Roller on pole can paint ok, but there's no way you're going to get an even vaguely neat line where one colour meets another. One simple solution is to make the top of the walls white too, bring the colour change down to where you can do it.
I dont know exactly what issue you have with ladders, but sometimes people are ok with a large platform instead. A 4x8 sheet of 3/4" chip on a couple of 2x3 timber frames, one each end, with high load brackets as bracing can get you up as high as you like, with a lot less issues than ladders have.
If you really need to save pennies, a 6 bag of builder's lime makes about a quarter ton of cheap white paint. The texture isnt as smooth as emulsion, but for a high up ceiling that's fine. If you're going to use a roller with it I'd thicken it first with something, not sure if wallpaper paste would work well enough.
NT
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wrote:

I, too, have a 'thing' about ladders, although I'm OK if they're not too high. What would for me count as too high is the ceiling in the hall above the stairs. This is about a 6 metre drop at the highest point. Consequently, I have put off any DIY painting plans for the hall and stairwell for five years now!
Your platform suggestion sounds interesting, but aren't towers for this kind of access already available?
MM
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When replastering the wall that runs from the ground floor floor up to the first floor ceiling, I bought a couple of scaffold planks, and cut them to straddle the stairwell opening length. By themselves, they were a bit bouncy, so I then bolted the off-cuts along the middle, which stiffened them up (the 'offcuts' were not far off the lengths of the 'cuts').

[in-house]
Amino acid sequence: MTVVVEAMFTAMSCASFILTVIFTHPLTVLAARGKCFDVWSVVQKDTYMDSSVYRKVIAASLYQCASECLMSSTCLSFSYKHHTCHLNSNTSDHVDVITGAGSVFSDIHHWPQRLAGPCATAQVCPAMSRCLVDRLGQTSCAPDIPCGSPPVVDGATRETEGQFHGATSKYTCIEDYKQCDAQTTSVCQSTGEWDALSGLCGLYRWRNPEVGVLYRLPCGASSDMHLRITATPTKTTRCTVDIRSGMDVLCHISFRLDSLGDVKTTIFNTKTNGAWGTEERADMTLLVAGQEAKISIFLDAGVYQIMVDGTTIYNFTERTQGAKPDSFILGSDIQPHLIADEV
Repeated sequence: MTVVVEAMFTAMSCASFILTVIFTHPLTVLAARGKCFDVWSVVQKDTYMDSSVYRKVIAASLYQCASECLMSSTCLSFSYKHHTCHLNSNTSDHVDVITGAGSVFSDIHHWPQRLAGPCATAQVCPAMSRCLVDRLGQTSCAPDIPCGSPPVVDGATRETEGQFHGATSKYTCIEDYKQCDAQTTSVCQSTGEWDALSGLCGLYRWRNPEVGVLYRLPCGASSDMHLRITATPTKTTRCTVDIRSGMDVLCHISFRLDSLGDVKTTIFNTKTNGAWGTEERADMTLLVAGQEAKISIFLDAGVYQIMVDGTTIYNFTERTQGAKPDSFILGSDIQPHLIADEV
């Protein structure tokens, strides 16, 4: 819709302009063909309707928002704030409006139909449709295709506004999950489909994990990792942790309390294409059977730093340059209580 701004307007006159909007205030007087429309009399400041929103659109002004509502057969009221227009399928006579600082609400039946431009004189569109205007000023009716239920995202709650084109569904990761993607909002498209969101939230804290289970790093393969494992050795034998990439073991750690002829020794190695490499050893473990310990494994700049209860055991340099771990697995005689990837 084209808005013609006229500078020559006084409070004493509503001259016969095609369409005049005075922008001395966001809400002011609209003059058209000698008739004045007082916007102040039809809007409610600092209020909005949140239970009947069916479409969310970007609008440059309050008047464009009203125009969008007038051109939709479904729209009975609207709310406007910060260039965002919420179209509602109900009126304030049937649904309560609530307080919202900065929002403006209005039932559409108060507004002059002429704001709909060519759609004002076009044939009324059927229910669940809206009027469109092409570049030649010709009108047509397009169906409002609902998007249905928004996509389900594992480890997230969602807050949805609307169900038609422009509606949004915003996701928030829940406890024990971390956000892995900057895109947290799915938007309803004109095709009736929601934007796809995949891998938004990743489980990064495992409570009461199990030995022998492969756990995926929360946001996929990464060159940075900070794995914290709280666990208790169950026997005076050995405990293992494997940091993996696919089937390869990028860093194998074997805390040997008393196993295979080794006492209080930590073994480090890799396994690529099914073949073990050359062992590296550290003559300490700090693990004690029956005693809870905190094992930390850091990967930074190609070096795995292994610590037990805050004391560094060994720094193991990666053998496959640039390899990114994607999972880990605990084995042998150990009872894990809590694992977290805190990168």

--
Andrew Gabriel
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Yes, you can pay 10x as much if you want. Making your own it can be customised, any size, any shape, any features.
NT
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If you don't mind me asking; what are the issues? The reason I ask is that in the case of my wife she's too nervous to climb a conventional ladder, or a step ladder, however she's fine with something like this:
http://www.laddersalesdirect.co.uk/step-ladders-2/3-tread-step-stool-150kg-capacity-chrome.html
It has a very wide base so is rock solid in use, and with the large steps to stand on it feels very secure. The rounded bar at the top also provides some support - both physically and mentally.
I use it all the time now around the house - far easier than using step ladders even though I don't mind 'em.
Mathew
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Actually, this is the exact one we've got (Abru 3 Tread Stepstool):
http://preview.tinyurl.com/6wp96aq
Mathew
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On 10/03/12 16:37, Jim wrote:

Make a strong box out of ply or planks jsut the right size to satnad on and use it afterwards as a box.
or even easier- A FEW PALLETS ON TOP OF EACH OTHER!
[g]